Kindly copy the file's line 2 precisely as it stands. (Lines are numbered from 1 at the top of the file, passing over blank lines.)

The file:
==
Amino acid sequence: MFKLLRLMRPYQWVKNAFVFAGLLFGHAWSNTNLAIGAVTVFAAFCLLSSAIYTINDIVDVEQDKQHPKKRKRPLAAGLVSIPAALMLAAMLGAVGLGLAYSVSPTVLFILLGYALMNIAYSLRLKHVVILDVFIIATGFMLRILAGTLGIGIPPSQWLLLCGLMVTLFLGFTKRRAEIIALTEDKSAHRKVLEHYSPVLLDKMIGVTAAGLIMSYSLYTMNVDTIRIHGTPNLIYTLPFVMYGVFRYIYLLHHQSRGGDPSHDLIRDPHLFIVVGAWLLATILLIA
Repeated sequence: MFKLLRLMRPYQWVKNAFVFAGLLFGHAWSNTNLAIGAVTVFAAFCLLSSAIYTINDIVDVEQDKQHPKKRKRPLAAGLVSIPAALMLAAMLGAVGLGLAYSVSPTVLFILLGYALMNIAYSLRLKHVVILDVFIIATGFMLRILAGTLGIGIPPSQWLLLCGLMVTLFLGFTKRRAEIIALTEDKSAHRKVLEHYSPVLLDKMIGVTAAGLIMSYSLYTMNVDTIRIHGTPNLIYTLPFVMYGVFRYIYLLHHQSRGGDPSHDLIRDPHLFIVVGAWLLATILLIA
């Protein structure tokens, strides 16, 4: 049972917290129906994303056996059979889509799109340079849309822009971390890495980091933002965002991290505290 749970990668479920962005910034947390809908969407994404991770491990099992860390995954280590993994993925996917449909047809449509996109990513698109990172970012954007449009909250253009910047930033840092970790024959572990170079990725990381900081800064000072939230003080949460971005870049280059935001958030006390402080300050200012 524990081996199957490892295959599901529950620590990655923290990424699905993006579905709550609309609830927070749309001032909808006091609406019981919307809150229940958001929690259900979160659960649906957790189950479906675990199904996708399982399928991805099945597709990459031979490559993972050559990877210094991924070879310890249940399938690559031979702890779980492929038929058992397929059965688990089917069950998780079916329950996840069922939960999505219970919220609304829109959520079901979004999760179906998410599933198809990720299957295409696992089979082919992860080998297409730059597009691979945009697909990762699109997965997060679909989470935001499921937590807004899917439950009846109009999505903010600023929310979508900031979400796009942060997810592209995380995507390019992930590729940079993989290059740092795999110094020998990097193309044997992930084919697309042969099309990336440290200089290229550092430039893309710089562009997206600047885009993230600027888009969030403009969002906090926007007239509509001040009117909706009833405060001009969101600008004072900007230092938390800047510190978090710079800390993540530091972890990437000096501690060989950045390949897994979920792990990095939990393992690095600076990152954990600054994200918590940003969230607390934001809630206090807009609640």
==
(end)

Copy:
Repeated sequence: MFKLLRLMRPYQWVKNAFVFAGLLFGHAWSNTNLAIGAVTVFAAFCLLSSAIYTINDIVDVEQDKQHPKKRKRPLAAGLVSIPAALMLAAMLGAVGLGLAYSVSPTVLFILLGYALMNIAYSLRLKHVVILDVFIIATGFMLRILAGTLGIGIPPSQWLLLCGLMVTLFLGFTKRRAEIIALTEDKSAHRKVLEHYSPVLLDKMIGVTAAGLIMSYSLYTMNVDTIRIHGTPNLIYTLPFVMYGVFRYIYLLHHQSRGGDPSHDLIRDPHLFIVVGAWLLATILLIA